Health care is different (no, I’m not done with this yet)

Last Friday, I suggested readers try to come up with other industries that share the following property with health care: the quality of the outcomes, what you ultimately are buying, depends not just on what you directly pay for but also your own personal characteristics. That is, you, or your insurance company, or the government, buy services from health providers and some health-related products (e.g. drugs). What you ultimately want is health. The quality of the health you achieve is not merely determined by the medical goods and services but by your own traits, habits, genetics, and so forth.

What else is like that? Education. It is exactly like that. You or your parents or your government pay for teachers and school buildings. What you want is knowledge and skills. The quality of the knowledge and skills you walk away with depends, in large part, on you (and your family and community), not just on your teachers and books.

A less good example is, perhaps, gym memberships. You pay for the facility, equipment, and trainer. What you get out of it in terms of fitness depends a lot on what you put in, your own habits and effort. Commercial diet plans and products are like this too. So is marriage or any relationship (though those aren’t industries). How it turns out depends a lot on you.

But one way in which health care is pretty different from education and gym memberships and everything else I can think of that has quality that depends on personal characteristics is this: the poorer quality the outcomes the more you consume.* Why? Because if you stop when things get worse you might die. If you have a minor and routine operation and you get an infection, you don’t stop consuming care. You don’t say, “Health care sucks. I’m outta here.” No, you pack your body with antibiotics and do what the doctor orders. If you should happen to have an allergic reaction to the antibiotics or other things go haywire and organs begin to shut down, you generally don’t call it a life, you go on the ventilator, the dialysis machine, … you do what it takes. (You’ll consume more auto mechanic services as things go wrong too, but that’s just one way health care is like auto repair. It isn’t like it in other ways.)

Going back to my earlier posts on how health care is different, I believe health care is unique in that it has all of the following three characteristics:

  • It involves mortality and morbidity,
  • Quality of outcomes depend, in part, on personal characteristics,
  • The worse the outcome, the more you consume.

These are not trivial aspects of the industry. The are essential features of it that contribute to why we consume health care the way we do (we can’t easily accept that poorer health states can’t be improved), why it is psychologically difficult to commit to doing otherwise (death and illness are powerful motivators of consumption), and why it is hard to agree on how to allocate the cost risk (heterogeneity really matters since outcomes depend on individual characteristics–do people in different circumstances deserve the same burden of cost risk?). Add to these information asymmetry, third-party payment, the importance of trust in the provider, barriers to entry, differentiated and complex products, and the fact that providers, like everyone else, want good and increasing standards of living and you’ve got something that bears very little resemblance to any other industry.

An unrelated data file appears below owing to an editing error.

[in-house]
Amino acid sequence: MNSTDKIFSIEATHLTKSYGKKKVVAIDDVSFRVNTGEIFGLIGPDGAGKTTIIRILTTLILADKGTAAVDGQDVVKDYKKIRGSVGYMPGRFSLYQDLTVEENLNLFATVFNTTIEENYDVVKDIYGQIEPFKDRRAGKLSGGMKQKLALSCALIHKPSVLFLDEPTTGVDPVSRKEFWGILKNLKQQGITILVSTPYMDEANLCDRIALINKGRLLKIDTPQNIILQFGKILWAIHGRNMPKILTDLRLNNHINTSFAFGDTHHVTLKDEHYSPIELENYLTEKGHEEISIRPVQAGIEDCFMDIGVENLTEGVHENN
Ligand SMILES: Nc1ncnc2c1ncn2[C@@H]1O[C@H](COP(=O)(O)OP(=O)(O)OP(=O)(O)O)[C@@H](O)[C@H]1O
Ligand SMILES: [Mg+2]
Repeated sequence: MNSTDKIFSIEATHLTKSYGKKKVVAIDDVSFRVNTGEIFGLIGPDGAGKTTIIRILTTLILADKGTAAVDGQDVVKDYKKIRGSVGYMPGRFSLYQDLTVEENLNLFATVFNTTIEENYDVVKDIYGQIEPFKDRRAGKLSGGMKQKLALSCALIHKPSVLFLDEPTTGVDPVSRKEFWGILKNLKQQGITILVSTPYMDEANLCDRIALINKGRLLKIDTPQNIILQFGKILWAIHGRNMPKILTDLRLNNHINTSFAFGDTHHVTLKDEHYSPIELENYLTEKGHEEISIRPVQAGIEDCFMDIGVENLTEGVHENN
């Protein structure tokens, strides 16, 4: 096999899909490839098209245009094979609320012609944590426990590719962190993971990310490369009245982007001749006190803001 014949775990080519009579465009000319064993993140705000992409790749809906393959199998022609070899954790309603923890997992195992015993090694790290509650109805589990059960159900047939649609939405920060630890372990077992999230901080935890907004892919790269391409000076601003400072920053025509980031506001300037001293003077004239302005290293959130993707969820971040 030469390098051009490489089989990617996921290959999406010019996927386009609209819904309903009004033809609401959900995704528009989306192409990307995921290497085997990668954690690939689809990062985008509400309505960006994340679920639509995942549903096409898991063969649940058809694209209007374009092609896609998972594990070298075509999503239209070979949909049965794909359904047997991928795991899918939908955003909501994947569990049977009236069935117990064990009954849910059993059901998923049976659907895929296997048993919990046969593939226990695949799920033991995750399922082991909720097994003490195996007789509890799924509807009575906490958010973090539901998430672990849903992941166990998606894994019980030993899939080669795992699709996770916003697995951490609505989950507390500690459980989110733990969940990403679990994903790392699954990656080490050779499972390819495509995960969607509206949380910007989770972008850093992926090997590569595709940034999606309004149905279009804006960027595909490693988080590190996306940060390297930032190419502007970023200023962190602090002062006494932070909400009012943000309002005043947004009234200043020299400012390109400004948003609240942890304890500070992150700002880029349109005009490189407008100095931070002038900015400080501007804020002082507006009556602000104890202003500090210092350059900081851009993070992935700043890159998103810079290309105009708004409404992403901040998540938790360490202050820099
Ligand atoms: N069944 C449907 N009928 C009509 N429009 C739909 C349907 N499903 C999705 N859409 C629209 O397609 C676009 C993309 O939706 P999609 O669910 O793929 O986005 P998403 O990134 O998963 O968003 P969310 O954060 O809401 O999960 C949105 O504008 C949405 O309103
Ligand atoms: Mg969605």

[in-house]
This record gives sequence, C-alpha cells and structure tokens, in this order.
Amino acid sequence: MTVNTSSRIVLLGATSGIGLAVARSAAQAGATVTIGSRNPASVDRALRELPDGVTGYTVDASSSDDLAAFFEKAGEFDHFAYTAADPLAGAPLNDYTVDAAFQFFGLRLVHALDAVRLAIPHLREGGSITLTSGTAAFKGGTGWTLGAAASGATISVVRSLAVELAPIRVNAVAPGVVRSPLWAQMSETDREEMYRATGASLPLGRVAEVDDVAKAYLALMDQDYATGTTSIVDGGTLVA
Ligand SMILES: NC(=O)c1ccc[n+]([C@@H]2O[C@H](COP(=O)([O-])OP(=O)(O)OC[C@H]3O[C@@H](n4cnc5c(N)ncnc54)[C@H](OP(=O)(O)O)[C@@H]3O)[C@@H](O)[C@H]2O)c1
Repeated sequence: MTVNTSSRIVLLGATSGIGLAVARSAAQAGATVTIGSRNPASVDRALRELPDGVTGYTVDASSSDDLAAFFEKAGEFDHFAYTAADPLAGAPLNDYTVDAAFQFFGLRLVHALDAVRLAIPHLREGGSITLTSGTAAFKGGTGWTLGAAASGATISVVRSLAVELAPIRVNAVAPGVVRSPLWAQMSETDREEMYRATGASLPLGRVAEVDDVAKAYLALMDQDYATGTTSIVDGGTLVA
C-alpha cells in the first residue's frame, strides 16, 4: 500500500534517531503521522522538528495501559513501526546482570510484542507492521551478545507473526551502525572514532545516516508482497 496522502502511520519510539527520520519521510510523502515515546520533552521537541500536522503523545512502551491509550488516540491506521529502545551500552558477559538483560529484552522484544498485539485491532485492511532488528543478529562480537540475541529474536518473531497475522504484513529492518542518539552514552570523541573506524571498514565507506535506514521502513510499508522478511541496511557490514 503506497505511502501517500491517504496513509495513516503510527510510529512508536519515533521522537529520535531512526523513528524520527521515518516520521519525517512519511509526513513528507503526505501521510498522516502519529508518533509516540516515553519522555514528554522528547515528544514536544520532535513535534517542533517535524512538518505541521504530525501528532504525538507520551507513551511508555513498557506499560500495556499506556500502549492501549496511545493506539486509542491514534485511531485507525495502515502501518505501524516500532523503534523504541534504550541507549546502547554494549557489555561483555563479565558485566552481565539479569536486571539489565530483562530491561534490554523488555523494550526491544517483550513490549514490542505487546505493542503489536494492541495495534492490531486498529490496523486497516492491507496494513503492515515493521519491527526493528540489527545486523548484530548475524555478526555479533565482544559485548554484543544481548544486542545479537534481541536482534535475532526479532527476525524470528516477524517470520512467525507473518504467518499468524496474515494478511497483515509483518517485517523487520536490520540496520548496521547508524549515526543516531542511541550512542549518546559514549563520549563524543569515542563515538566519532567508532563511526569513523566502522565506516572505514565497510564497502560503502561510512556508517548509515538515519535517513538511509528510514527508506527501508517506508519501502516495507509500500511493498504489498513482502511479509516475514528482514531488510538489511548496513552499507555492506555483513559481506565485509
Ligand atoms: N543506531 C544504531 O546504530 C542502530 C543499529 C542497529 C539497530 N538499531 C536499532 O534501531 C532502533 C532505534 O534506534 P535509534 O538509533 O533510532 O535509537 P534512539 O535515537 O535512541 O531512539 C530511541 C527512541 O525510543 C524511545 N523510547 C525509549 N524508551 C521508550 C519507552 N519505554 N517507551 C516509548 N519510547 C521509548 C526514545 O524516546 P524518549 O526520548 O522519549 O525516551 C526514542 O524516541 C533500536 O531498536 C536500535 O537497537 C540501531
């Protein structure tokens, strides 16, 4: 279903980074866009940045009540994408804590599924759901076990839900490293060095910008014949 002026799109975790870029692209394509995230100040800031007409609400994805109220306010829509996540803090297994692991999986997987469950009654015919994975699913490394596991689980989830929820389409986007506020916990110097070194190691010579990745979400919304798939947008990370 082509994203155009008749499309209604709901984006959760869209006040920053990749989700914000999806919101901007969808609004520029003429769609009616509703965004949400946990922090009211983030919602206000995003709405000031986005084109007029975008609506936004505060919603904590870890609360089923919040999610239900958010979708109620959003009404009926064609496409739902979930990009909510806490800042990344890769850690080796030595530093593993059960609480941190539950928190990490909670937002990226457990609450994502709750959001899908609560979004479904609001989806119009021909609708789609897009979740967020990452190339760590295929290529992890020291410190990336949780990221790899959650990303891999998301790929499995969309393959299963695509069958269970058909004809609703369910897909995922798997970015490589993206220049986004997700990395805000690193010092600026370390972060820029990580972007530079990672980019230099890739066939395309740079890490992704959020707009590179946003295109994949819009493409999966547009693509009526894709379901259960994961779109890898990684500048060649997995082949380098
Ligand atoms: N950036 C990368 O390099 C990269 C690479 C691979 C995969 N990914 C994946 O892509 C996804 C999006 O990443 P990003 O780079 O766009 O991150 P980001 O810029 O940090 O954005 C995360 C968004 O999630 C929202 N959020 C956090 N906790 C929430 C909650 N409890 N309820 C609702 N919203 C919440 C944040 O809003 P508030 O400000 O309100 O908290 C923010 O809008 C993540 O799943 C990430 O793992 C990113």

So, finally, I conclude that the notion that health care is like some other industry is, well, just wrong. It is only like this or that in a small number of dimensions, not including the combination of all three bulleted ones above. Thus, health care in total is not like anything else, and it never will be.

Really, this should be self-evident. If health care were so much like cell phones or auto repair or credit cards we’d have solved the health care cost problem by now. There are reasons it is a hard problem, why all previous well-intentioned approaches have failed (manged care, Medicare PPS, Medicare Advantage and its predecessors, and so on), and they are not all entirely due to politics, though it plays a large role. Health care is deeply personal, complicated, and deals with scary stuff. Treating it like it is just another commodity completely misses what is so diabolically special about it. That’s not to say we can’t make headway on health care and its costs. I just don’t think we can do so by trivializing its unique combination of important characteristics. We have to embrace and understand its full complexity and do something that respects the totality of health care and our relationship with it. And, on top if it all, we can only do something that is also politically viable.

What is that something? I won’t even pretend I know. I seriously doubt anyone truly does.

*Having a bad health outcome doesn’t require any use of care. Even folks who use no care can have bad health outcomes. In fact, failure to deal obtain good, preventative or maintenance care is a standard way toward poor health. Nevertheless, those who use care and, for whatever reason, experience a bad outcome, are likely to seek more, not less, care.

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